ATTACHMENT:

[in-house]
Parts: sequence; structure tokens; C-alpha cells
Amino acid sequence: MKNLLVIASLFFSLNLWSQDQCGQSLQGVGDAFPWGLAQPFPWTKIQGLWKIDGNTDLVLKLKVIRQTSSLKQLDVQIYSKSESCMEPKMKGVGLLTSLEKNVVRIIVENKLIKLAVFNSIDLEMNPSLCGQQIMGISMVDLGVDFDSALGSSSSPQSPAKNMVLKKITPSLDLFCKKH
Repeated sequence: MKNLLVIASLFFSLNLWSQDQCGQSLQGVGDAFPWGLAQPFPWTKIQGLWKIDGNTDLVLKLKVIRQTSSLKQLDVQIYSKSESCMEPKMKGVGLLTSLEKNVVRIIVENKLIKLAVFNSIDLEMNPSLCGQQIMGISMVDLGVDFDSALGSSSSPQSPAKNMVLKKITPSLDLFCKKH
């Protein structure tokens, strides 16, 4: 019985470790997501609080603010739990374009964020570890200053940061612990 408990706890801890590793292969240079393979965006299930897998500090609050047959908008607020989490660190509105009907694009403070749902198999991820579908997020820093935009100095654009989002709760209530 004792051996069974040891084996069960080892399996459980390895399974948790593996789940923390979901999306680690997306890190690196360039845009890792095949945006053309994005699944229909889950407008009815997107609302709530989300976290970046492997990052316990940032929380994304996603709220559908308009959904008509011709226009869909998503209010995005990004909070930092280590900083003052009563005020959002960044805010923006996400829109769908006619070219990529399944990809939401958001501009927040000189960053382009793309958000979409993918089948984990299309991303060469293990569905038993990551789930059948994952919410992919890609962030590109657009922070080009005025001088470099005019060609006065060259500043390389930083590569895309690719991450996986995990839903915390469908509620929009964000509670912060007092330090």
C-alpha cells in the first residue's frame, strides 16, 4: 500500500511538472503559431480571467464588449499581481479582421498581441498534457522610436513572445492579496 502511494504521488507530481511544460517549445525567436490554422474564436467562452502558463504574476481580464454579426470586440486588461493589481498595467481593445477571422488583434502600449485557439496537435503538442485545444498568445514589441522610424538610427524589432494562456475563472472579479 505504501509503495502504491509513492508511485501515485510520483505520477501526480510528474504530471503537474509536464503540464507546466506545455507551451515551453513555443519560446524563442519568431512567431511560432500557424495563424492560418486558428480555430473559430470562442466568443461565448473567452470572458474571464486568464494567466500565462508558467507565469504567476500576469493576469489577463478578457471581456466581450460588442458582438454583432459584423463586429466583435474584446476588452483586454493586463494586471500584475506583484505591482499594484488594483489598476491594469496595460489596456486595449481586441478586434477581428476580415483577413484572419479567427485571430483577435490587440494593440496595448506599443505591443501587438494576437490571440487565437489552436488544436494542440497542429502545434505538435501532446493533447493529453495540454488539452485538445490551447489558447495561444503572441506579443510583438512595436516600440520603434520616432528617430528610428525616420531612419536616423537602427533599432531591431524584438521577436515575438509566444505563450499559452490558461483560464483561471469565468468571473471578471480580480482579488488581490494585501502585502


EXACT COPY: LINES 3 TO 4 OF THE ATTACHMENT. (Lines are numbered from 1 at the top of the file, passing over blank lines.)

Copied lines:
Amino acid sequence: MKNLLVIASLFFSLNLWSQDQCGQSLQGVGDAFPWGLAQPFPWTKIQGLWKIDGNTDLVLKLKVIRQTSSLKQLDVQIYSKSESCMEPKMKGVGLLTSLEKNVVRIIVENKLIKLAVFNSIDLEMNPSLCGQQIMGISMVDLGVDFDSALGSSSSPQSPAKNMVLKKITPSLDLFCKKH
Repeated sequence: MKNLLVIASLFFSLNLWSQDQCGQSLQGVGDAFPWGLAQPFPWTKIQGLWKIDGNTDLVLKLKVIRQTSSLKQLDVQIYSKSESCMEPKMKGVGLLTSLEKNVVRIIVENKLIKLAVFNSIDLEMNPSLCGQQIMGISMVDLGVDFDSALGSSSSPQSPAKNMVLKKITPSLDLFCKKH